5. Have Depth

Davidson has a staggering eight players averaging better than 16 minutes of floor time per night, and just one (JP Kuhlman) averaging more than 30. Seven players have seen the floor in all 32 games, while reserve Will Reigel has failed to appear in only one game, and Clint Mann just two. Tired legs and foul problems have less of an effect on the Wildcats than 95% of Division-I.


6. Help on Defense

The Wildcats play straight man, and that isn't going to change on Thursday. While they lack the team quickness to keep guys like Peyton Siva and Russ Smith out of the lane, they are tremendous at knowing when to help or showing enough help to get into the mind of the penetrator. They also know exactly when to go over and underneath screens, which is key against a team like Louisville that has Chris Smith and Kyle Kuric, a pair of players far more capable hurting you with their outside shot than off the bounce.

Davidson also likes to double the post, another thing I don't see changing against Louisville. Jake Cohen or Clint Mann will hang on Gorgui's left shoulder to take that little jump hook away and wait for weakside help. This is a situation where Gorgui has struggled at times this season, so he'll need to keep his composure and either kick the ball back out quickly or look for the open man flashing to the basket. This is where guys like Jared Swopshire and Chane Behanan have to help out immensely. It's not enough to just for them to go to the rim, they have to scream for the ball if they're open so that Gorgui can confidently leave his feet and be able to make a clear pass for an easy basket. This is something that Davidson does well, but it's also an area where Louisville can exploit them if the Cards handle it better than they did during the regular season.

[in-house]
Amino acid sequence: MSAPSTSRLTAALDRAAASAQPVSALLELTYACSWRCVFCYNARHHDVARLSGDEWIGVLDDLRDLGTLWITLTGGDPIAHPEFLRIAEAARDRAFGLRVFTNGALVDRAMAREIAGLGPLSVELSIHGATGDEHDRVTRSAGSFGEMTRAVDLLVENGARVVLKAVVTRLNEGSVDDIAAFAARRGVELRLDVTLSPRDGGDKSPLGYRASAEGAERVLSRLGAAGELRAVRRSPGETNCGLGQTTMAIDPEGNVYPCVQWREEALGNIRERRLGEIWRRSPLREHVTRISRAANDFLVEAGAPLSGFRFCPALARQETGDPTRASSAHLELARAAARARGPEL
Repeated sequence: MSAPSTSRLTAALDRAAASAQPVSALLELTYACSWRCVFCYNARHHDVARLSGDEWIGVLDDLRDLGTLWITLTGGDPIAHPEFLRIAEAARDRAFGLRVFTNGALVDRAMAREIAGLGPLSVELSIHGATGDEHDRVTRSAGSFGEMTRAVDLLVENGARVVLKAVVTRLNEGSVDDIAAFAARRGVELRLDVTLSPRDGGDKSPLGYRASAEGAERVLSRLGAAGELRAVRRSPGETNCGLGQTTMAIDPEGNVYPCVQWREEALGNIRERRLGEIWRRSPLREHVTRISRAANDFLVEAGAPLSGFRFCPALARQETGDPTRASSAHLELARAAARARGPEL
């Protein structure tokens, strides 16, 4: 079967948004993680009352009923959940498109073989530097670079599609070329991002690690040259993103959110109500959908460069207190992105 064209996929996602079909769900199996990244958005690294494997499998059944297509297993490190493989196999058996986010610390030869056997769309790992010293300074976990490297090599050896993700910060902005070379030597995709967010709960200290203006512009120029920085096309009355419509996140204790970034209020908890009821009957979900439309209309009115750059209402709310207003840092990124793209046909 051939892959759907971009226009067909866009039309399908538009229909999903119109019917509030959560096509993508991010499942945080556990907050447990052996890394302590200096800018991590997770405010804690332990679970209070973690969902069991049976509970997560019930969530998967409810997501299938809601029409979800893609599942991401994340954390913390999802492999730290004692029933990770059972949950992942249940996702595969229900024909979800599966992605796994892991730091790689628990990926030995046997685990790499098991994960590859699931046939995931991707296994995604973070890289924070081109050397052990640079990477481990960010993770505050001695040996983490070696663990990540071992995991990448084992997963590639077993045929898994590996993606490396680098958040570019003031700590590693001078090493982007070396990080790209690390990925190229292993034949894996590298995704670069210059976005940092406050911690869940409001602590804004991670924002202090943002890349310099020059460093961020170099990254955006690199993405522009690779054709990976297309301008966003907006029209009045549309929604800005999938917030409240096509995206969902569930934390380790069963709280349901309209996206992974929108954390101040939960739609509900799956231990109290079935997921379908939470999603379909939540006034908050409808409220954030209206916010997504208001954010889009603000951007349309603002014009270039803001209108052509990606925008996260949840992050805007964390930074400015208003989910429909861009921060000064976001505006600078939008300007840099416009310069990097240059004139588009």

7. Be Sneaky

If Davidson beats Louisville on Thursday then the word "scrappy" is going to be tossed around more times than any of can count, but I think "sneaky" is probably the more accurate adjective for the Wildcats. They'll do things like give a nudge in the back to create space for a potential offensive rebound when a shot is in the air as opposed to after it hits the rim. Think about the last time you saw an offensive foul called before a shot hit the rim. It doesn't happen. They're going to push when they can, grab when they can get away with it, and flop when they think they can draw a whistle. This isn't meant to be an insult, it's just a fact. These guys are very good at getting away with mild violations of the rule book, and it's one of the areas where they know they can secure an advantage against a team like the Cardinals.